Hollywood must make tough choices on when and how to release new films as Delta variant rises

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Hugh Jackman and Rebecca Ferguson star in “Reminiscence.” The movie comes out this weekend and is part of the WarnerMedia 2021 film slate that opens in theaters and streams on HBO Max the same day. Photo by Warner Bros.

Late summer and early fall was supposed to be the big return to movie theaters. But with the Delta variant on the rise, Hollywood is in a tough spot. Studios have to decide to put their big movies in theaters, knowing not as many people will come, or sell films to a streaming service and lose out on box office revenue. 

Sony had already moved the release date of its “Venom” sequel, and just shifted it again, from September to October. With “Hotel Transylvania 4,” Sony dropped the theatrical release altogether and sold it to Amazon for streaming.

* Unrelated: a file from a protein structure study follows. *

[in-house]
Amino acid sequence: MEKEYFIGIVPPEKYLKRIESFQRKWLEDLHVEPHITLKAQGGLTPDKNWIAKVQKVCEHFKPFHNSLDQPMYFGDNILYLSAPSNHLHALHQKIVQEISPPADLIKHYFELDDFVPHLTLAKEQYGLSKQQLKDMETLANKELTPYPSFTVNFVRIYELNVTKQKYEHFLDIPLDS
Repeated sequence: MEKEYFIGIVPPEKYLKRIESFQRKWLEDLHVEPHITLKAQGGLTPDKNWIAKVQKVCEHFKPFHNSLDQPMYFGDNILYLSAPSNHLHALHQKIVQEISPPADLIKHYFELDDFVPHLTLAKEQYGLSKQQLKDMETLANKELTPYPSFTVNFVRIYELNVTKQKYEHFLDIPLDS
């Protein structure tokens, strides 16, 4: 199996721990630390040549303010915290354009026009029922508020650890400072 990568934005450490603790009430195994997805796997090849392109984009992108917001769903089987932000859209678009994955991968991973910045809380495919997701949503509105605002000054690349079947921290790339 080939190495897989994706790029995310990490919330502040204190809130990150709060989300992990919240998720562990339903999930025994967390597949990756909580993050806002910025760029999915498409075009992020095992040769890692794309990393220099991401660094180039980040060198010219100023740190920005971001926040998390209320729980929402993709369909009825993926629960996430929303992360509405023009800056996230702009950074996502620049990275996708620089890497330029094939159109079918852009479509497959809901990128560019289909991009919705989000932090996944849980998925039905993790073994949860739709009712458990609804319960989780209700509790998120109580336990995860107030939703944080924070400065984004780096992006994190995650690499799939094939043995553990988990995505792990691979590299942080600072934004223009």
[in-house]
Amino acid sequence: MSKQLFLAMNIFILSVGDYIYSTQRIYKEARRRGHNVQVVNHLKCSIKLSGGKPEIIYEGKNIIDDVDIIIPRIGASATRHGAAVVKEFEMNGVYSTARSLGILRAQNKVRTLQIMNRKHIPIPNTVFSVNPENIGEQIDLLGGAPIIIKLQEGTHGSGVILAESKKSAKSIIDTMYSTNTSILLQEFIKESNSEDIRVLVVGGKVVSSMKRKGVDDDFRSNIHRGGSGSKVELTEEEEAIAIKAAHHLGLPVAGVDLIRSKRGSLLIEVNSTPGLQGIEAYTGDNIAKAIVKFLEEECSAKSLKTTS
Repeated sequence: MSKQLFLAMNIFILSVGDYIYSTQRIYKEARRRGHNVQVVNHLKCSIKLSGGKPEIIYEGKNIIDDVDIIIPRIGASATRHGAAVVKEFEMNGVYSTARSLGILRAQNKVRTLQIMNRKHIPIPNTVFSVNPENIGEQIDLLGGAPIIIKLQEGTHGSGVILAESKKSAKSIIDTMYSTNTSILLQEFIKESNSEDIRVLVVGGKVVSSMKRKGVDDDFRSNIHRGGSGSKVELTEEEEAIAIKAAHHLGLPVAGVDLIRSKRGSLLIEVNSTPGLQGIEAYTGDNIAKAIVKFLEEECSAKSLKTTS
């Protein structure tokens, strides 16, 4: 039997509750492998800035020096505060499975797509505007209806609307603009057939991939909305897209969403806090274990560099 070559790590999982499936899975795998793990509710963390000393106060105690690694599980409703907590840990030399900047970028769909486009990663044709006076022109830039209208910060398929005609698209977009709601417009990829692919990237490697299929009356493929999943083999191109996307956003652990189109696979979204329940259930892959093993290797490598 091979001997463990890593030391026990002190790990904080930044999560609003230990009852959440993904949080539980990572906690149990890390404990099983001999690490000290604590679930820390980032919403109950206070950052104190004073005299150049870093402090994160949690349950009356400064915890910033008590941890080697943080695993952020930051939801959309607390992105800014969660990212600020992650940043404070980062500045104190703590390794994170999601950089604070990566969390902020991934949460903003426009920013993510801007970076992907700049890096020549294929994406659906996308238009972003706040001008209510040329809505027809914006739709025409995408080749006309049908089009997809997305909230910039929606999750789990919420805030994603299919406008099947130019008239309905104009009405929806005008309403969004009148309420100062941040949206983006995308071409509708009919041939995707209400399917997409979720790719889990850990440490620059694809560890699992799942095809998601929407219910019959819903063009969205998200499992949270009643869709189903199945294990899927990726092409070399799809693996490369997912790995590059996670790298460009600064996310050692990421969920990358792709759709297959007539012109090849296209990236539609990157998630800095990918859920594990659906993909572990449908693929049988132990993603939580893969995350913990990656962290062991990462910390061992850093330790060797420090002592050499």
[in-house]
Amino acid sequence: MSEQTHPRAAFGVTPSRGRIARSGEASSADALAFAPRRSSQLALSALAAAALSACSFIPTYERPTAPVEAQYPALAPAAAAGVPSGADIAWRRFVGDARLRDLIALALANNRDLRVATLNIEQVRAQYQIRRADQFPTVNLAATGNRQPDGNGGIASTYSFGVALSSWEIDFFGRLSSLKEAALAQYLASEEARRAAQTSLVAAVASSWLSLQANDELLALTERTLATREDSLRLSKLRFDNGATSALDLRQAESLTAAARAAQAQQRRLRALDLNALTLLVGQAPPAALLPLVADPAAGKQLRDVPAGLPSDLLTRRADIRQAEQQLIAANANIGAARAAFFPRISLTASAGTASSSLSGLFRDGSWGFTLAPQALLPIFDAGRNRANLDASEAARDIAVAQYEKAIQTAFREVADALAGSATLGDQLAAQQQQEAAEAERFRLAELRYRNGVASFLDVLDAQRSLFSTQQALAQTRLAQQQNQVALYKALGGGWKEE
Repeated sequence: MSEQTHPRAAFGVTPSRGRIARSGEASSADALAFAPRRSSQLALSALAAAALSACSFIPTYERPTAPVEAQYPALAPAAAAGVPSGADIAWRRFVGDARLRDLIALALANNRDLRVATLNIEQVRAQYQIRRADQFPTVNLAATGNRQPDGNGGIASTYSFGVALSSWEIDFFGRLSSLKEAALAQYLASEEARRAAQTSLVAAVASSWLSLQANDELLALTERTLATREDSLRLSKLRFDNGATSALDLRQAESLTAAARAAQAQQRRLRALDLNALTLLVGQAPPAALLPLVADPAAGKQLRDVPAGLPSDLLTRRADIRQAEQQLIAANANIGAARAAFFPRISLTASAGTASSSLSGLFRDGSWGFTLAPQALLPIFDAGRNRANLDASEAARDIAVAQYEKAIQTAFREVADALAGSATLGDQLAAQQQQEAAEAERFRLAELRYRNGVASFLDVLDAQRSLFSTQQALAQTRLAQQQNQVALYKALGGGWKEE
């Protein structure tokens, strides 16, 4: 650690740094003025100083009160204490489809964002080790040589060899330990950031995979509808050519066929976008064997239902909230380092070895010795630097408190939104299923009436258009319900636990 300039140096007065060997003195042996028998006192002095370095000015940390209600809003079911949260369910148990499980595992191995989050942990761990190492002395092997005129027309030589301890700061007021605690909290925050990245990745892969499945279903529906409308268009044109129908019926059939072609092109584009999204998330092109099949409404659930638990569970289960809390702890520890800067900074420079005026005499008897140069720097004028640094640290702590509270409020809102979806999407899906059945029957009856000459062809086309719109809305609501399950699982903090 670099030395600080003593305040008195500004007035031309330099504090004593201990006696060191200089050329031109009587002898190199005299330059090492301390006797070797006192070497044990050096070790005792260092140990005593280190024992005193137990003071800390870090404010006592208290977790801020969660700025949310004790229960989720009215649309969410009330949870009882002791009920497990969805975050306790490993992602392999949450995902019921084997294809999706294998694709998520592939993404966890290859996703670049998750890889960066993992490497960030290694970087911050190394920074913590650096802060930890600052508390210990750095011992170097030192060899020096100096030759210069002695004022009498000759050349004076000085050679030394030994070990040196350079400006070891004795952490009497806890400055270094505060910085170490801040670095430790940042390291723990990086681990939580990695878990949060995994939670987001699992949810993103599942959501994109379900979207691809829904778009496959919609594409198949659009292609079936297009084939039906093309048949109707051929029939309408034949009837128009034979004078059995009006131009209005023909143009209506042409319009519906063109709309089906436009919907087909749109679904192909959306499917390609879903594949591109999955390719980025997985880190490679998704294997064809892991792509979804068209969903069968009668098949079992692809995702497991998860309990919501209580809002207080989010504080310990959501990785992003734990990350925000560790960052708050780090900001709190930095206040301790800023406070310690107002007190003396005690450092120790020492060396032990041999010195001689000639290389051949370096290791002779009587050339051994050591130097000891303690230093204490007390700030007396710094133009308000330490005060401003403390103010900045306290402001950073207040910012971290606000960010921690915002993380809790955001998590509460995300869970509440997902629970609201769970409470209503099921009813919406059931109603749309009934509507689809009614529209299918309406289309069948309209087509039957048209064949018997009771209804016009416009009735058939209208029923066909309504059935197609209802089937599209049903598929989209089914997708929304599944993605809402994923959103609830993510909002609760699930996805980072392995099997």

One film to keep an eye on is “No Time to Die,” the newest James Bond film. MGM pushed the release date multiple times throughout 2020, and now it’s scheduled to come out Oct 8, 2021, in the U.S. It’s possible the studio will push it again if case numbers continue to rise, but at some point MGM will just have to release the film because there are major marketing costs that come into play every time the release date is changed.  

In some ways, the continued hesitancy to go to the movies makes WarnerMedia look smart in deciding to stream all its 2021 films on HBO Max the same day they open in theaters. However, the studio has faced heavy costs for going that route as well, especially with a movie like “Reminiscence,” which opens this weekend. Based on all the bad reviews, the film likely would have been a flop, but the studio still had to pay star Hugh Jackman as if it had been a hit.



Kaitlin Parker